The Fresh Loaf

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help solve my loaf-pan mystery

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flour-girl's picture
flour-girl

help solve my loaf-pan mystery

Hi --


I've been baking my sandwich breads in stoneware loaf pans. I have two pans of the same size, one made by Le Creuset and the other branded by Paula Deen. 


The Le Creuset one is twice the price of the other.


Every time I bake, no matter the recipe, the bread in the Le Creuset pan rises almost twice as much as the other.


I just posted pictures of my latest attempts at Flour Girl, along with a pretty yummy Sourdough Whole-Wheat recipe from Clayton.


Can any of you bread detectives tell me why this might be happening?


What pans do you recommend for sandwich loaves?


Thanks ... and Happy Baking!


Flour Girl

xaipete's picture
xaipete

I imagine the le creuset loaf pan is probably getting hotter and retaining its heat better than the Paula Dean pan. That's all I can think of.


--Pamela

flour-girl's picture
flour-girl

But the other thing is that the dough proofs up higher and more quickly in the Le Creuset pan -- before I even get it in the oven. So heat might not be a factor ...


What else could explain the difference?

xaipete's picture
xaipete

I have no idea why the dough would proof higher and faster in one pan vs. another when both pans have similar shapes and are made of similar material. That's beyond me.


--Pamela

mcs's picture
mcs

You were right the first time.


Whether it's before it's in the oven or during baking, the higher quality pan retains heat better so it rises more.  I bet if you checked the dough temp before they go in the oven the Le Creuset one would be hotter.

xaipete's picture
xaipete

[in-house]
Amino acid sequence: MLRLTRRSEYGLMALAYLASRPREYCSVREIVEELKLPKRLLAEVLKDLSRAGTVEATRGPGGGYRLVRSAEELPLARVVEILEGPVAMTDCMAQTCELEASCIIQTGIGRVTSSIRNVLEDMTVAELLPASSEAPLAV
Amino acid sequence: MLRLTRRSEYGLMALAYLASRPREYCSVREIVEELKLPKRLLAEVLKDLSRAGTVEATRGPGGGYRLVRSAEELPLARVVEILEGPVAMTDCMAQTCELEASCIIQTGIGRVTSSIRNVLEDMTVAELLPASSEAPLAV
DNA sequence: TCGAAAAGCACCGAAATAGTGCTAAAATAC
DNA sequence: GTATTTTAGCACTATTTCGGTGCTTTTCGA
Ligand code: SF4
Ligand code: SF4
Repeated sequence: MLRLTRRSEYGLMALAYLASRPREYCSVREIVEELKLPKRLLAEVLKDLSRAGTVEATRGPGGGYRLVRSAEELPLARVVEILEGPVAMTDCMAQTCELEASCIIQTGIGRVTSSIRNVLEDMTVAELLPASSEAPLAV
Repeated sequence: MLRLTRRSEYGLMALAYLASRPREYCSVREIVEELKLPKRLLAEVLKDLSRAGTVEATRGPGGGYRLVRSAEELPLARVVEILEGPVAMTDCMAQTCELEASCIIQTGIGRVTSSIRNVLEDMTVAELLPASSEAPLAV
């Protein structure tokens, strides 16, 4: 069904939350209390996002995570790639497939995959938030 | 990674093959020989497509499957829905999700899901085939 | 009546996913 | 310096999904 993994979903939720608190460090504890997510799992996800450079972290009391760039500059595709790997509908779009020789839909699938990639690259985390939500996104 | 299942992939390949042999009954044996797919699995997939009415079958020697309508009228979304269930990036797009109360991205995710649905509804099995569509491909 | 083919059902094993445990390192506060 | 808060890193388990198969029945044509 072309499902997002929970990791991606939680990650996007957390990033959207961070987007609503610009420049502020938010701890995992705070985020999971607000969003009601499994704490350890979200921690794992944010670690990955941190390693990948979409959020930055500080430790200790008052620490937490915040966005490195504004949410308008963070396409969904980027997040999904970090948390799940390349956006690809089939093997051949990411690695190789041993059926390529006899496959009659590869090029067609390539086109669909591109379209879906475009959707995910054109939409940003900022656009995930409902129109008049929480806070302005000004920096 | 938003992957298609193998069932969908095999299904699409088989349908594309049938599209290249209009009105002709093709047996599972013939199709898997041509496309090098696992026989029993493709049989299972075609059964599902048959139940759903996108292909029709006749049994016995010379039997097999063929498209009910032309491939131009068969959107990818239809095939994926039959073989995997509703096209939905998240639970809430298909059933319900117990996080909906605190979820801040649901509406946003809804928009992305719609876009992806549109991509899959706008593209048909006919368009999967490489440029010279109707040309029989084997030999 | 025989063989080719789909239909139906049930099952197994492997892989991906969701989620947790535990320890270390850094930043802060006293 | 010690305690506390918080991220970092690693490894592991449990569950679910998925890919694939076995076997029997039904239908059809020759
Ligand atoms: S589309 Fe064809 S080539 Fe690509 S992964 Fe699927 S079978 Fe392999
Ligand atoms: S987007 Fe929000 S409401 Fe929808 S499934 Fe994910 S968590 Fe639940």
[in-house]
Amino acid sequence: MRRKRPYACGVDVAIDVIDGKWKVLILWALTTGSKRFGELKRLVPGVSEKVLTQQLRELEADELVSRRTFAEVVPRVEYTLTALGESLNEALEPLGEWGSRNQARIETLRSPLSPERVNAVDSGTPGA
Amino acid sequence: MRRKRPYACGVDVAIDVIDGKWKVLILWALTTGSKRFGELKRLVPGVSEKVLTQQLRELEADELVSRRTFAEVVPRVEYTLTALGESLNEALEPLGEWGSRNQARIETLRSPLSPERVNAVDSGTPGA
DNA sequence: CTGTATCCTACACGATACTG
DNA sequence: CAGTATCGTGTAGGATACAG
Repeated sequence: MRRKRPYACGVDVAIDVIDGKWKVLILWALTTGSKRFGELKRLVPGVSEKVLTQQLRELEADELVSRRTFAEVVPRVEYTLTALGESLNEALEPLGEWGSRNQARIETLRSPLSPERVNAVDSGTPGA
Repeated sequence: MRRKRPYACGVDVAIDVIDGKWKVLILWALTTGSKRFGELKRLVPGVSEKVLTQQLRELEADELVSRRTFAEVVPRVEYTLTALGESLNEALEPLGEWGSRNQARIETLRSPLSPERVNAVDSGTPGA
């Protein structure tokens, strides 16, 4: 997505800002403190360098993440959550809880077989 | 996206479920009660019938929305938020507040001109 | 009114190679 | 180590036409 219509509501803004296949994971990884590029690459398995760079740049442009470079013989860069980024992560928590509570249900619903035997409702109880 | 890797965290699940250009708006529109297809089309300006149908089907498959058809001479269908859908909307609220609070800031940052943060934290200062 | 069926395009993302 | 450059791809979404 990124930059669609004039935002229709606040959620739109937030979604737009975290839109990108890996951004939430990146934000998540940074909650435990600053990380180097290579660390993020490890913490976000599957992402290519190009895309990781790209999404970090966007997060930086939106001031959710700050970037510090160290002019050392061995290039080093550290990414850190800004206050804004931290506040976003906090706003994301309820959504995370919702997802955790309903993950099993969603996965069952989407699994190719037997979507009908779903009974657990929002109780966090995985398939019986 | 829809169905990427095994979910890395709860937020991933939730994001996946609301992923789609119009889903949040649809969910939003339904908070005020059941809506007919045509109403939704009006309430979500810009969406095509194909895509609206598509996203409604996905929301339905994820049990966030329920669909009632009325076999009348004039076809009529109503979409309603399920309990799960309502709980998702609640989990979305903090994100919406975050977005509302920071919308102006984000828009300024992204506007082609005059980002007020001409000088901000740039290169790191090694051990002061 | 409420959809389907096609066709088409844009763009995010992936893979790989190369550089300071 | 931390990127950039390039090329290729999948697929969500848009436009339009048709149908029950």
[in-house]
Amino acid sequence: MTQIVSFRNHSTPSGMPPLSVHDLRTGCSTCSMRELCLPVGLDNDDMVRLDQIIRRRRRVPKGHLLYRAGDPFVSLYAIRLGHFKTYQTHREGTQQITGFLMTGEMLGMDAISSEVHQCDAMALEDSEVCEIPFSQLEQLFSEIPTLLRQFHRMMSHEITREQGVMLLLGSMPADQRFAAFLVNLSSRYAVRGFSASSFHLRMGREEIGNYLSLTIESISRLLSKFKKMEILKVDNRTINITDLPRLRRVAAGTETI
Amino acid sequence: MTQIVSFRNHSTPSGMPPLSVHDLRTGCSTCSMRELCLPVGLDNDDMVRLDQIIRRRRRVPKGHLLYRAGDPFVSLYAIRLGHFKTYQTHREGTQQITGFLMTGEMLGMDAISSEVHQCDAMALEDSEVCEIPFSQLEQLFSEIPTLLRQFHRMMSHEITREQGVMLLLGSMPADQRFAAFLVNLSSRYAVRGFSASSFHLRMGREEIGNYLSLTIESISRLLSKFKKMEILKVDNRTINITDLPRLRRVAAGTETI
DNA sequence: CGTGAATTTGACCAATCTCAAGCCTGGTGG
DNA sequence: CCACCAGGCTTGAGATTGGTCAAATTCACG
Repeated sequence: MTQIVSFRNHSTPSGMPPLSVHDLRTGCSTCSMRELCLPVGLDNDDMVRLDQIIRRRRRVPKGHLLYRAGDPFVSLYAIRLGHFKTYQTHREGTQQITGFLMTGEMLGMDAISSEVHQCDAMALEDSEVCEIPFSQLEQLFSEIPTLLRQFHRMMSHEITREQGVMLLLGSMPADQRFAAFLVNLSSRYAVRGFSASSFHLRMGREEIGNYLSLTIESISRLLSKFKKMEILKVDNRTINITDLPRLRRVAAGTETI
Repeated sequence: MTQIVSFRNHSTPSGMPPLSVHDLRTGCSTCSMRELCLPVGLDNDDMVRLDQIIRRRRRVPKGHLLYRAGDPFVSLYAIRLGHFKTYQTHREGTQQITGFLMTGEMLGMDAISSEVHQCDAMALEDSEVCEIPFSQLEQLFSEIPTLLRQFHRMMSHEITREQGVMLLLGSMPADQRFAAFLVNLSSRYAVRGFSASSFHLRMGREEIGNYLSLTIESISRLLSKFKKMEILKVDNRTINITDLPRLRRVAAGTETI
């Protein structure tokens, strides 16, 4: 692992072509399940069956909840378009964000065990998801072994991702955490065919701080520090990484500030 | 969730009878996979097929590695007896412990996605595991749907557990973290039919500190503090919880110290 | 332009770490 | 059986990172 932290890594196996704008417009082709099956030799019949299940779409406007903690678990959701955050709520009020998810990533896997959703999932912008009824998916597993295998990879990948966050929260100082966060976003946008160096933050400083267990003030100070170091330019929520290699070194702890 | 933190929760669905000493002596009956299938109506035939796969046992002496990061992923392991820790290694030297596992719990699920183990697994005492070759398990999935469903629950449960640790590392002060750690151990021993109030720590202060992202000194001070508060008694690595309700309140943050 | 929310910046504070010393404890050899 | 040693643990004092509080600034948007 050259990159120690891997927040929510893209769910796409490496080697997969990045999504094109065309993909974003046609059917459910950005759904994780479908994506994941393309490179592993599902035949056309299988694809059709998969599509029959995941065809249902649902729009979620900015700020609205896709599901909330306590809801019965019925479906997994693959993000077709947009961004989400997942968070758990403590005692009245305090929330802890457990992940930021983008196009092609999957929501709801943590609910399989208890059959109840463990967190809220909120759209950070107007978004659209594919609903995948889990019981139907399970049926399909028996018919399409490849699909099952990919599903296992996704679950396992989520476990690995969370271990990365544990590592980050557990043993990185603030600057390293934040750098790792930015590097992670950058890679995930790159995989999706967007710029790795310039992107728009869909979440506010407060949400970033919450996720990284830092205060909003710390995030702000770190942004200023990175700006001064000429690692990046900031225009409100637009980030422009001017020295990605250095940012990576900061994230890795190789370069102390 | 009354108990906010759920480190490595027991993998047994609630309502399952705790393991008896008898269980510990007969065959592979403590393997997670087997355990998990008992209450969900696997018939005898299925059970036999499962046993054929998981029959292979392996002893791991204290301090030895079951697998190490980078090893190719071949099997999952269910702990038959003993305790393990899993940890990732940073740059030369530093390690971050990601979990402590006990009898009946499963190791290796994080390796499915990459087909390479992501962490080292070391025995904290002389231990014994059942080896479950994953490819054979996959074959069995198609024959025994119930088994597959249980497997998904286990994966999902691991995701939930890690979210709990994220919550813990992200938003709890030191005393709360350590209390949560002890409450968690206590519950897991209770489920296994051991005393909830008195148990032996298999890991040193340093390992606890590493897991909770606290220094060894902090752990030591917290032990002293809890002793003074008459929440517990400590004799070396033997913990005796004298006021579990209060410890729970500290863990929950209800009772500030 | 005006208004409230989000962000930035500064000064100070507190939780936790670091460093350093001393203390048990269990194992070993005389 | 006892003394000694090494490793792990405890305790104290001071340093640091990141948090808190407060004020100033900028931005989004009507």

If the dough is somewhat warm when proofing, that makes sense. The better quality pan retains more heat and gives better rise. I was assuming the dough was cold when starting to proof--probably because I've been making so many cold fermented doughs lately!


--Pamela

flour-girl's picture
flour-girl

That makes total sense ... Thank you!


So, should I just allow more time in the other pan ... Or invest in another, better pan?


Any loaf pan recommendations out there?

xaipete's picture
xaipete

That brand seems to work well for you.


--Pamela

leucadian's picture
leucadian

If all your ingredients and the pans are at room temperature, and are proofed at that same temperature, then they ought to proof exactly the same. If they don't, it's as much a mystery as cold fusion, and I will admit my bewilderment.


If, however, the dough is cold, or you proof at a higher temperature, then the nature of the pan will have an effect. I suspect that both pans are made of similar materials, so the thicker one is heavier and will take longer to warm up and cool down. That means that the heavier Creuset pan should proof more slowly than the PD pan if it's proofed at a higher temp. But that's not what you see happening. I think the key is the color of the pans: dark colors will absorb radiated heat better than light colors. I will bet that your expensive dark green pan gets hotter faster than your white one, that's all.